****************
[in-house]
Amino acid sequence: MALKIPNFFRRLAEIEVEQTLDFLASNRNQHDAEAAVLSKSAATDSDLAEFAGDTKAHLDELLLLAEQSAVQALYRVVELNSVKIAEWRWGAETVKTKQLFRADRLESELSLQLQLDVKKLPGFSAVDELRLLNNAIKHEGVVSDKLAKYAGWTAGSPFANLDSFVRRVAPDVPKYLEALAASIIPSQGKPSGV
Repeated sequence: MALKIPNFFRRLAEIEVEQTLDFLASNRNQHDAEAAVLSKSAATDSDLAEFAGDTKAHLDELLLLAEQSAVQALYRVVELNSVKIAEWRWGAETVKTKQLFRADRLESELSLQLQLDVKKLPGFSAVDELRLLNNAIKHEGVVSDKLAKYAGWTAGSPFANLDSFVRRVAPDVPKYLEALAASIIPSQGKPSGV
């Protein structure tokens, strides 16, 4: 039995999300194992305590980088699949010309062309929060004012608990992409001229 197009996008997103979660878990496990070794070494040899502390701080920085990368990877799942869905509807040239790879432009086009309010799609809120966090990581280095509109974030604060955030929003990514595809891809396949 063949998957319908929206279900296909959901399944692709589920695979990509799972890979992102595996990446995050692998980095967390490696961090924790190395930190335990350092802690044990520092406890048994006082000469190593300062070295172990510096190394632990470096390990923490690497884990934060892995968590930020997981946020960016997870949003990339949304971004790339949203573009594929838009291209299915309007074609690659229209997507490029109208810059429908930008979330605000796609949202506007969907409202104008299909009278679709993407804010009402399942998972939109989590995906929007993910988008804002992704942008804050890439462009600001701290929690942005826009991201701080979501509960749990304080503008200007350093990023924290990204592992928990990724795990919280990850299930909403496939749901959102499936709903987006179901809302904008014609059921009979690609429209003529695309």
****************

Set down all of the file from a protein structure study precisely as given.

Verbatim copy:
[in-house]
Amino acid sequence: MALKIPNFFRRLAEIEVEQTLDFLASNRNQHDAEAAVLSKSAATDSDLAEFAGDTKAHLDELLLLAEQSAVQALYRVVELNSVKIAEWRWGAETVKTKQLFRADRLESELSLQLQLDVKKLPGFSAVDELRLLNNAIKHEGVVSDKLAKYAGWTAGSPFANLDSFVRRVAPDVPKYLEALAASIIPSQGKPSGV
Repeated sequence: MALKIPNFFRRLAEIEVEQTLDFLASNRNQHDAEAAVLSKSAATDSDLAEFAGDTKAHLDELLLLAEQSAVQALYRVVELNSVKIAEWRWGAETVKTKQLFRADRLESELSLQLQLDVKKLPGFSAVDELRLLNNAIKHEGVVSDKLAKYAGWTAGSPFANLDSFVRRVAPDVPKYLEALAASIIPSQGKPSGV
């Protein structure tokens, strides 16, 4: 039995999300194992305590980088699949010309062309929060004012608990992409001229 197009996008997103979660878990496990070794070494040899502390701080920085990368990877799942869905509807040239790879432009086009309010799609809120966090990581280095509109974030604060955030929003990514595809891809396949 063949998957319908929206279900296909959901399944692709589920695979990509799972890979992102595996990446995050692998980095967390490696961090924790190395930190335990350092802690044990520092406890048994006082000469190593300062070295172990510096190394632990470096390990923490690497884990934060892995968590930020997981946020960016997870949003990339949304971004790339949203573009594929838009291209299915309007074609690659229209997507490029109208810059429908930008979330605000796609949202506007969907409202104008299909009278679709993407804010009402399942998972939109989590995906929007993910988008804002992704942008804050890439462009600001701290929690942005826009991201701080979501509960749990304080503008200007350093990023924290990204592992928990990724795990919280990850299930909403496939749901959102499936709903987006179901809302904008014609059921009979690609429209003529695309």